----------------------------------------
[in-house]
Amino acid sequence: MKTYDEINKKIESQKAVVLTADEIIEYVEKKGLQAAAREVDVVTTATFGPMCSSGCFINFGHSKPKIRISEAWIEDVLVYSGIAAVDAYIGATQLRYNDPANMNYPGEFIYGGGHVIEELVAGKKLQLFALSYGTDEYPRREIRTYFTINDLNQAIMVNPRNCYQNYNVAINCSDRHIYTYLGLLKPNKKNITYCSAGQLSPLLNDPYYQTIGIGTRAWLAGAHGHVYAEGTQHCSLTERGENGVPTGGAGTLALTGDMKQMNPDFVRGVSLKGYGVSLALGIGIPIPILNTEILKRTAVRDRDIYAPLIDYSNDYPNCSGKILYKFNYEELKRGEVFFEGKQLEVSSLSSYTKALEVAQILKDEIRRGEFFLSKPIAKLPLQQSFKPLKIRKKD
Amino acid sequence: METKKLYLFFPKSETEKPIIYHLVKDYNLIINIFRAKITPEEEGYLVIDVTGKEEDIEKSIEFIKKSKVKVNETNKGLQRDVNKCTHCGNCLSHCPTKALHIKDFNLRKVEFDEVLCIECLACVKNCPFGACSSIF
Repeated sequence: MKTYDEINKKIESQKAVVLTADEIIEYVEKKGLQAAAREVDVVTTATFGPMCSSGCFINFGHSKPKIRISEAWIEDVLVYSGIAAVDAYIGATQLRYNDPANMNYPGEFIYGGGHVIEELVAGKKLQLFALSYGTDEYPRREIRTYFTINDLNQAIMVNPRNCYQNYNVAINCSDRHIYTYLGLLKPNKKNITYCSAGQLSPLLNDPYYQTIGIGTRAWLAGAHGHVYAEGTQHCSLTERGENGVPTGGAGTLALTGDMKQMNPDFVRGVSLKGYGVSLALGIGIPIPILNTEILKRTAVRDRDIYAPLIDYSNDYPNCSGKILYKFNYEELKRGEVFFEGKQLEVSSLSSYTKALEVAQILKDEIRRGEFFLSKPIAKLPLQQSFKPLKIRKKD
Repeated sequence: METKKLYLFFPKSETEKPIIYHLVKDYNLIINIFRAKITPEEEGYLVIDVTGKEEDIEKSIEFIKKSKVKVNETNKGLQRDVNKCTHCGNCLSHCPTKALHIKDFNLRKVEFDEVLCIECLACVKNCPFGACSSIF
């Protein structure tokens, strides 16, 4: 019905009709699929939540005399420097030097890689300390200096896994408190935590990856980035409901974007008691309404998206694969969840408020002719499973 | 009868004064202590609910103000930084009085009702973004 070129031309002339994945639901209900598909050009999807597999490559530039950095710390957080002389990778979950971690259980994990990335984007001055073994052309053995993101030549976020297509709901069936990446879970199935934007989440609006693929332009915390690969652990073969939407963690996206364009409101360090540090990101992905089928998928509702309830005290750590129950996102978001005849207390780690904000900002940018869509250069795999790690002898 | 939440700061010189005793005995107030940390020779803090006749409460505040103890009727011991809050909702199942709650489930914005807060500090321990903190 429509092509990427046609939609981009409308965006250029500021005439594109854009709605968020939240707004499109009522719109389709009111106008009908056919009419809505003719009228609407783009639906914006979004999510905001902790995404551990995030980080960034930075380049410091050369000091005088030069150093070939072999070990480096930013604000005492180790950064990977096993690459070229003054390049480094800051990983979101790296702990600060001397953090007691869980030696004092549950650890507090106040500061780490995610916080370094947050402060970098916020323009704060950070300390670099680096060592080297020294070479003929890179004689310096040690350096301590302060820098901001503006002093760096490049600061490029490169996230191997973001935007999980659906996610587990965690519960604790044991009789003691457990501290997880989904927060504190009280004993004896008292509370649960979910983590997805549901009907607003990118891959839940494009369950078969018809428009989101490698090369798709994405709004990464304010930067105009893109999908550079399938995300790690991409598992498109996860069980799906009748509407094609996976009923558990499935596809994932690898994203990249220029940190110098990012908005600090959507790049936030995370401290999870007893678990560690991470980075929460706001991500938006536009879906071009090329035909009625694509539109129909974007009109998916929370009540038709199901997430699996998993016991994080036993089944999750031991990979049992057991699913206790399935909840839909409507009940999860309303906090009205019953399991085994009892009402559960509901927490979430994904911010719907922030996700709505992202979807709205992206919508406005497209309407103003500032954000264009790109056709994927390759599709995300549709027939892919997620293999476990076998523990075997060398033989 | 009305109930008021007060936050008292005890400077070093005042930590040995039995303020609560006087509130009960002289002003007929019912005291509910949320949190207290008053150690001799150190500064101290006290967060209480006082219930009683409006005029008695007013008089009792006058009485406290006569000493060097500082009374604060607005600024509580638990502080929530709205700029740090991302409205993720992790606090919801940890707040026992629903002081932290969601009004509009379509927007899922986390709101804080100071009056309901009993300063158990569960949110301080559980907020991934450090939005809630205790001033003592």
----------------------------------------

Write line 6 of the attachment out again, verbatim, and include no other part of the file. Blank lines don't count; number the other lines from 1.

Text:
């Protein structure tokens, strides 16, 4: 019905009709699929939540005399420097030097890689300390200096896994408190935590990856980035409901974007008691309404998206694969969840408020002719499973 | 009868004064202590609910103000930084009085009702973004 070129031309002339994945639901209900598909050009999807597999490559530039950095710390957080002389990778979950971690259980994990990335984007001055073994052309053995993101030549976020297509709901069936990446879970199935934007989440609006693929332009915390690969652990073969939407963690996206364009409101360090540090990101992905089928998928509702309830005290750590129950996102978001005849207390780690904000900002940018869509250069795999790690002898 | 939440700061010189005793005995107030940390020779803090006749409460505040103890009727011991809050909702199942709650489930914005807060500090321990903190 429509092509990427046609939609981009409308965006250029500021005439594109854009709605968020939240707004499109009522719109389709009111106008009908056919009419809505003719009228609407783009639906914006979004999510905001902790995404551990995030980080960034930075380049410091050369000091005088030069150093070939072999070990480096930013604000005492180790950064990977096993690459070229003054390049480094800051990983979101790296702990600060001397953090007691869980030696004092549950650890507090106040500061780490995610916080370094947050402060970098916020323009704060950070300390670099680096060592080297020294070479003929890179004689310096040690350096301590302060820098901001503006002093760096490049600061490029490169996230191997973001935007999980659906996610587990965690519960604790044991009789003691457990501290997880989904927060504190009280004993004896008292509370649960979910983590997805549901009907607003990118891959839940494009369950078969018809428009989101490698090369798709994405709004990464304010930067105009893109999908550079399938995300790690991409598992498109996860069980799906009748509407094609996976009923558990499935596809994932690898994203990249220029940190110098990012908005600090959507790049936030995370401290999870007893678990560690991470980075929460706001991500938006536009879906071009090329035909009625694509539109129909974007009109998916929370009540038709199901997430699996998993016991994080036993089944999750031991990979049992057991699913206790399935909840839909409507009940999860309303906090009205019953399991085994009892009402559960509901927490979430994904911010719907922030996700709505992202979807709205992206919508406005497209309407103003500032954000264009790109056709994927390759599709995300549709027939892919997620293999476990076998523990075997060398033989 | 009305109930008021007060936050008292005890400077070093005042930590040995039995303020609560006087509130009960002289002003007929019912005291509910949320949190207290008053150690001799150190500064101290006290967060209480006082219930009683409006005029008695007013008089009792006058009485406290006569000493060097500082009374604060607005600024509580638990502080929530709205700029740090991302409205993720992790606090919801940890707040026992629903002081932290969601009004509009379509927007899922986390709101804080100071009056309901009993300063158990569960949110301080559980907020991934450090939005809630205790001033003592």